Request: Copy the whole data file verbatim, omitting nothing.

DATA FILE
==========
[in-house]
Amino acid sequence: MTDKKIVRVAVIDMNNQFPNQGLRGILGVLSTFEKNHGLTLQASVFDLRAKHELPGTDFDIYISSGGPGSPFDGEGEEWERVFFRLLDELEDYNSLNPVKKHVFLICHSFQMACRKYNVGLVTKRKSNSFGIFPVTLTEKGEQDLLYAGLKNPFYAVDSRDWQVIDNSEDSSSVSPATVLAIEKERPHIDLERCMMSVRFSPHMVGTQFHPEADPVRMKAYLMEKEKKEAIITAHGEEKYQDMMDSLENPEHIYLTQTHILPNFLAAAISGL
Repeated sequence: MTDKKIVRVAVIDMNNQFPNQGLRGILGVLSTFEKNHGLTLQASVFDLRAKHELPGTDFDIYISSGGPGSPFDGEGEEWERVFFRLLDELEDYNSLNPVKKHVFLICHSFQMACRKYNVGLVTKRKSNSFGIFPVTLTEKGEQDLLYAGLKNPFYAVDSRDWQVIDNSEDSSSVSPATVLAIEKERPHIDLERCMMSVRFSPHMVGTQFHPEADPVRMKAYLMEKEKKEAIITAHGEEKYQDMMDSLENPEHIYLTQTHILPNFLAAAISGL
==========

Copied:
[in-house]
Amino acid sequence: MTDKKIVRVAVIDMNNQFPNQGLRGILGVLSTFEKNHGLTLQASVFDLRAKHELPGTDFDIYISSGGPGSPFDGEGEEWERVFFRLLDELEDYNSLNPVKKHVFLICHSFQMACRKYNVGLVTKRKSNSFGIFPVTLTEKGEQDLLYAGLKNPFYAVDSRDWQVIDNSEDSSSVSPATVLAIEKERPHIDLERCMMSVRFSPHMVGTQFHPEADPVRMKAYLMEKEKKEAIITAHGEEKYQDMMDSLENPEHIYLTQTHILPNFLAAAISGL
Repeated sequence: MTDKKIVRVAVIDMNNQFPNQGLRGILGVLSTFEKNHGLTLQASVFDLRAKHELPGTDFDIYISSGGPGSPFDGEGEEWERVFFRLLDELEDYNSLNPVKKHVFLICHSFQMACRKYNVGLVTKRKSNSFGIFPVTLTEKGEQDLLYAGLKNPFYAVDSRDWQVIDNSEDSSSVSPATVLAIEKERPHIDLERCMMSVRFSPHMVGTQFHPEADPVRMKAYLMEKEKKEAIITAHGEEKYQDMMDSLENPEHIYLTQTHILPNFLAAAISGL